Round Peak Mountain, eleven miles east of here, lends its name to the signature style of old-time fiddle and banjo music that developed in its shadow. The relative isolation of the community and difficulty of travel during most of its history helped to ensure that a limited selection of songs shared and composed by residents would eventually became the core of today’s “Round Peak” music. Round Peak music is characterized by a close interplay between the fiddle and the “fretless” banjo with a driving sound that developed as the musicians played for flat foot and square dancers at frequent social gatherings such as corn shuckings, barn raisings, house parties, and an annual local party tradition referred to as "Breaking Up Christmas."

Moving right along and hopefully picking up the pace. I found a quick roadside geocache in Alleghany County (GC2RTZF) before getting onto the Blue Ridge Parkway. Then quick earthcaches at the Stone Mountain Overlook (GC77NWW) and the Air Bellows Gap Overlook (GC6TP4K).

One more stop further down the parkway exiting at mile marker 248 was for a cache (GC47JGV) at this Jail / Wedding Chapel in Laurel Springs. Gives new meaning to the term "shotgun wedding" I suppose. Doing a little research, I found that that wasn't ever a real jail or chapel. Just painted up that way for a roadside attraction and photo opp. Unfortunately it was a busy area off the parkway with a restaurant and bar across the street and a motel and campground nearby. There were a lot of muggles nearby and made it difficult to search for the cache.

Driving down to Glendale Springs in Ashe County, I stop for a multi-cache. A multi-cache is where you have to go to multiple stages getting clues to the final coordinates. They can be as few as a simple 2-stage cache to as many as you want. I think the longest I've found was a 7- or 8-stage multi-cache.

This one was called "Re-Visit the Past" (GCK8FB). In the late 1800’s Episcopal missionaries came to this region of the Blue Ridge Mountains to provide schooling and medical help for the people living there. Holy Trinity Episcopal Church was built in Glendale Springs in 1901. After the church was officially closed in 1946, members began removing the furnishings and taking them home. For over 30 years the church sat deserted and neglected. In 1972, Rev. Faulton Hodge became priest-in-charge at St. Mary’s Episcopal Church in nearby West Jefferson. In the late 1970’s, he started a campaign to restore Holy Trinity. As work progressed on the building, the original furnishings were returned. Today the church has its original pews, pump organ, Altar, and candle stands.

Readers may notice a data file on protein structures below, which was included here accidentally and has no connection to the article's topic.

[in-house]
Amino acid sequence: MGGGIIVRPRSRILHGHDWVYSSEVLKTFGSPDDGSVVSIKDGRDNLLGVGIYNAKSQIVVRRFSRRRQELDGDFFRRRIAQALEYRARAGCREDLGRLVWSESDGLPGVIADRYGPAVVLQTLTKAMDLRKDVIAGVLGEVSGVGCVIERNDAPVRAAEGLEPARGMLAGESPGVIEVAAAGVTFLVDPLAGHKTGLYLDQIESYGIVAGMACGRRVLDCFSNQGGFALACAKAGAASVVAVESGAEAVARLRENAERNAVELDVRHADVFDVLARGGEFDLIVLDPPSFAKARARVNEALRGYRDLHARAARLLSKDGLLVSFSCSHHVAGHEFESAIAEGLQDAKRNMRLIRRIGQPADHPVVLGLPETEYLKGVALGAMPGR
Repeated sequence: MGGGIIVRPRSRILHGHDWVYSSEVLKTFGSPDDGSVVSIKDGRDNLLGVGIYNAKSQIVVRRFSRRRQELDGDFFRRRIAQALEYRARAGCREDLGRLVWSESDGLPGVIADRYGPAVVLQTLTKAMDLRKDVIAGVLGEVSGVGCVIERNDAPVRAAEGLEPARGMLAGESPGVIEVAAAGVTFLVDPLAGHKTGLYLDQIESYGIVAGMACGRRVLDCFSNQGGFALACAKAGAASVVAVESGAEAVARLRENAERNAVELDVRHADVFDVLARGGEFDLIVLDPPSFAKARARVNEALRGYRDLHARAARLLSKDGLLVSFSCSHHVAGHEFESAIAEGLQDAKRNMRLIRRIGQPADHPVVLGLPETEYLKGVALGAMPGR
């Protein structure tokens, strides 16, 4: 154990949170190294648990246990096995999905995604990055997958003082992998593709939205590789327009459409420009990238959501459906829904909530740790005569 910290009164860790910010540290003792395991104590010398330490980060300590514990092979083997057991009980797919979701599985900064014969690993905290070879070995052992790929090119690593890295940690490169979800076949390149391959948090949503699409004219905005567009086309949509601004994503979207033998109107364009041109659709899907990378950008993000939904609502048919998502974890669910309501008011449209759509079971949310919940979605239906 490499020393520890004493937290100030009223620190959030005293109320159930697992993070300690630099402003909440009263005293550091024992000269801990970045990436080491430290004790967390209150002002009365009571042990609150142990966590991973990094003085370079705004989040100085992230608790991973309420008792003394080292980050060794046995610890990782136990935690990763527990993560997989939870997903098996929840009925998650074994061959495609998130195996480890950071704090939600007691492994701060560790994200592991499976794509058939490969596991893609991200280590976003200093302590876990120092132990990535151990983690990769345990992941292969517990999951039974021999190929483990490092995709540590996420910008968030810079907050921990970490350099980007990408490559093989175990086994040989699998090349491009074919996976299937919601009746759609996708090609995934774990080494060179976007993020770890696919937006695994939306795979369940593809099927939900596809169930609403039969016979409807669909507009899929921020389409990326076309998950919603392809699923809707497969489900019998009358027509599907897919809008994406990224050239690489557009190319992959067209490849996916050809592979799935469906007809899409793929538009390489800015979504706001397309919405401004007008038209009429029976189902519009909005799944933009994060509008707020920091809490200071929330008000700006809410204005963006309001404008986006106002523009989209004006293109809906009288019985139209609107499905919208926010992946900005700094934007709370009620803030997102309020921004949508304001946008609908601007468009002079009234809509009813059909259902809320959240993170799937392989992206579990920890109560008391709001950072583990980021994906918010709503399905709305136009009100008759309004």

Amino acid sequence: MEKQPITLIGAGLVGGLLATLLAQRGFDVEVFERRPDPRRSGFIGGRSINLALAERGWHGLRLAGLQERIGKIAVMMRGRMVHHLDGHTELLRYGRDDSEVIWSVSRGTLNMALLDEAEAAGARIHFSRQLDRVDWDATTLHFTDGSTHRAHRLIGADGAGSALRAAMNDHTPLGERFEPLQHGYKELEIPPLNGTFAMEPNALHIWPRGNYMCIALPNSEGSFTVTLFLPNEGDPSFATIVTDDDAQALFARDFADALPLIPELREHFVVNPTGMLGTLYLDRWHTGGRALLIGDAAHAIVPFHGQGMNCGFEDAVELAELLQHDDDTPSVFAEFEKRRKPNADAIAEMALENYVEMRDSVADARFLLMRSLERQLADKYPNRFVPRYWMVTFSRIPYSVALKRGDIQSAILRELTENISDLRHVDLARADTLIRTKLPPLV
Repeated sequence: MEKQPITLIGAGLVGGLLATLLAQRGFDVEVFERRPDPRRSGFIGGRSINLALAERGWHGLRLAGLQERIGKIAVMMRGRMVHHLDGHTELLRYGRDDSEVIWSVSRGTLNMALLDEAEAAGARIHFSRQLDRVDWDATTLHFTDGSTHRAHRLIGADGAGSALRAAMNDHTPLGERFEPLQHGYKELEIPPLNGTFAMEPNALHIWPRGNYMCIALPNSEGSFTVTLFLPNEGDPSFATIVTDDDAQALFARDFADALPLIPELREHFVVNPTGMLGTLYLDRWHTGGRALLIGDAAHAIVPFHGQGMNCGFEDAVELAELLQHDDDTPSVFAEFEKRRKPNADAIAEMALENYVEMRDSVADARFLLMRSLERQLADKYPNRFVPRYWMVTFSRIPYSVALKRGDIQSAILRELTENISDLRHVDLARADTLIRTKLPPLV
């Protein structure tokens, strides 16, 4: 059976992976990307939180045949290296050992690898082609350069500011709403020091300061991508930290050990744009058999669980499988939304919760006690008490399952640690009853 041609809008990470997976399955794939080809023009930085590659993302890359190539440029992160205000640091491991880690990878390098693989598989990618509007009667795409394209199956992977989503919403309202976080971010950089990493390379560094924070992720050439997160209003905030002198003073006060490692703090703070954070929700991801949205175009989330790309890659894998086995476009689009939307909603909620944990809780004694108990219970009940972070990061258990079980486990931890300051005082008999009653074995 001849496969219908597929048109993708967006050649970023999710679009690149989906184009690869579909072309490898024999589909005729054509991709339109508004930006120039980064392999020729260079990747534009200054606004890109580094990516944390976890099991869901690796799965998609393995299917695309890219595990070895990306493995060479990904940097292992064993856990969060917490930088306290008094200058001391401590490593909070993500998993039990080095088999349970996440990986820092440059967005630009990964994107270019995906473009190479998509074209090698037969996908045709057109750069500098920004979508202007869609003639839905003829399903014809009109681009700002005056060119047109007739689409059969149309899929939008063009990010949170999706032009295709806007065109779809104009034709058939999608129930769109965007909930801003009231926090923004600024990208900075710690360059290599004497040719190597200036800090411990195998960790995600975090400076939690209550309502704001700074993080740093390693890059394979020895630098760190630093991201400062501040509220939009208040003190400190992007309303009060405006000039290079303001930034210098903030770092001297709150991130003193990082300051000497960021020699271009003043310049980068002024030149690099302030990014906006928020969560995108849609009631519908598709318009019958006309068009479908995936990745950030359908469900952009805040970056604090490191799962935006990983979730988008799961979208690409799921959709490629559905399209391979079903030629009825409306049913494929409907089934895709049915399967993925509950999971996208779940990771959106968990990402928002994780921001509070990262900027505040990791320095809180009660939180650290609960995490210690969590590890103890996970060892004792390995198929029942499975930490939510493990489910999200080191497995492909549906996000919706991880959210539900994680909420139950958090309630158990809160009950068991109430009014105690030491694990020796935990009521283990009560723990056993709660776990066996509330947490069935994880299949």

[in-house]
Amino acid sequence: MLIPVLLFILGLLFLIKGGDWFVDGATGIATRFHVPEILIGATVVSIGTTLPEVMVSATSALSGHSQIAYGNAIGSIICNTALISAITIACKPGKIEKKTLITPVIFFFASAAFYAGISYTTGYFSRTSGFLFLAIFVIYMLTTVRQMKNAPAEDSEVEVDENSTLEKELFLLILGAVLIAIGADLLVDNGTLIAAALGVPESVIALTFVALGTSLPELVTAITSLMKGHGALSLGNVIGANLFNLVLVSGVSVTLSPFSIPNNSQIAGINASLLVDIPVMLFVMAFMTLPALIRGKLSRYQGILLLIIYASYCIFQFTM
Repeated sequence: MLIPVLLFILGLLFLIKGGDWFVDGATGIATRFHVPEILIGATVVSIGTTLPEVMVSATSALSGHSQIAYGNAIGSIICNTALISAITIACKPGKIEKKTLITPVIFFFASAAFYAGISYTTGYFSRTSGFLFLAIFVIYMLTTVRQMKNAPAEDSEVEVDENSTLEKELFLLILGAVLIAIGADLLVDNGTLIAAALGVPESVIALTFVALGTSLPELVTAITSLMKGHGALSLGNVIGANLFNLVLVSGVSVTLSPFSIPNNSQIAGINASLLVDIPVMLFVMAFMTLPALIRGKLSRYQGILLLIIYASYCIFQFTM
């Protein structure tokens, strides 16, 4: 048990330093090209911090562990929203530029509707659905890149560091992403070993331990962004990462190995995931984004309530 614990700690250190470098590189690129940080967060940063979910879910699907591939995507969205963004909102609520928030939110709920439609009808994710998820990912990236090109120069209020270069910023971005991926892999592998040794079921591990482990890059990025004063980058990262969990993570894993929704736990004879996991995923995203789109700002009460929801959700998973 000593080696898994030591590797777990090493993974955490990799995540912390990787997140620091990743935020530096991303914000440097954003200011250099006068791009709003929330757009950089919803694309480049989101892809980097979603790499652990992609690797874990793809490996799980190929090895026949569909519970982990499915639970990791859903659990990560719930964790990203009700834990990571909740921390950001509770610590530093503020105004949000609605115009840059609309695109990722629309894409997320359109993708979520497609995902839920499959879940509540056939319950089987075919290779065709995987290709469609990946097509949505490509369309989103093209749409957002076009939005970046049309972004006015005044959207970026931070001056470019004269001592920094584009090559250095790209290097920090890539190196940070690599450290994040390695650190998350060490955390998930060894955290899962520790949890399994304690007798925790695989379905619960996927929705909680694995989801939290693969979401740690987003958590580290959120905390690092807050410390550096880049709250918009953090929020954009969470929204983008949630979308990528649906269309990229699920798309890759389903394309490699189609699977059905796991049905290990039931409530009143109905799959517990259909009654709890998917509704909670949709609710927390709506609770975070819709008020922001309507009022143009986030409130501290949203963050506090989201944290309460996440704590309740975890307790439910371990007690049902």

There's also a cemetery on the property as well that has over 200 interments and is still in use today. According to the findagrave website, the oldest dates back to 1879. After gathering clues from the front and cemetery area, The final cache location was around back by this large statue.

Then there is the "Fast Find" cache (GC5QYT7) in Watauga County followed by another quick roadside stop at "Fall Creek" guardrail cache (GC29P3N) in Wilkes County. Had to take a few pictures at the creek though.

Getting back to the Blue Ridge Parkway southbound, I stop at the Green Mountain Overlook for another earthcache (GC6YHXZ) in Caldwell County and a few photos. I decided to include the GeoJeep in one of them.

Moving down into Avery County there was the Boulderdash Earthcache (GC700KY)...

...followed just down the road by the Artic Window Peak earthcache (GC21N6F) at the Yonahlossee Overlook.

My next stop was down in McDowell County at a cache called Restful River (GC6KHW5). This cache was near the bridge overpass for the North Fork Catawba River and the Honeycutt Creek. Down along the banks were a dozen or more of these butterflies. Every now and then they'd stop long enough for me to get a photo.

And then there's the "Be In Three Places At Once" cache (GC6HE12). Louise's Rock House Restaurant was formerly known as the Linville Falls Tavern and is on the National Register of Historic Places. Built in 1936 by stone mason Lenoir Franklin and owned by C.J. Howell, the tavern was built right where the intersection of three counties converge. The Avery, Burke, and McDowell counties all come together near the fireplace. With the layout of the restaurant, your food is cooked in Avery County, picked up by the wait staff in Burke County, and then served to you in McDowell County. Even though the restaurant was a little busy, the cache was hidden enough by the wall that I was able to quickly retrieve it without being seen. I just forgot to take photos.

Well it was starting to get late in the day. Looks like I'm gonna have to skip a few of the counties still to west and round the corner back towards Blounts Bay. So I head south into Rutherford County and the town of Forest City. There I get a quick parking lot cache (GC4H1H9) to claim that county. Now driving on US-74 eastbound, another quick parking lot cache in Cleveland County (GC16C21). Turning north on US-321 for a park and grab in Lincoln County (GC53CBQ).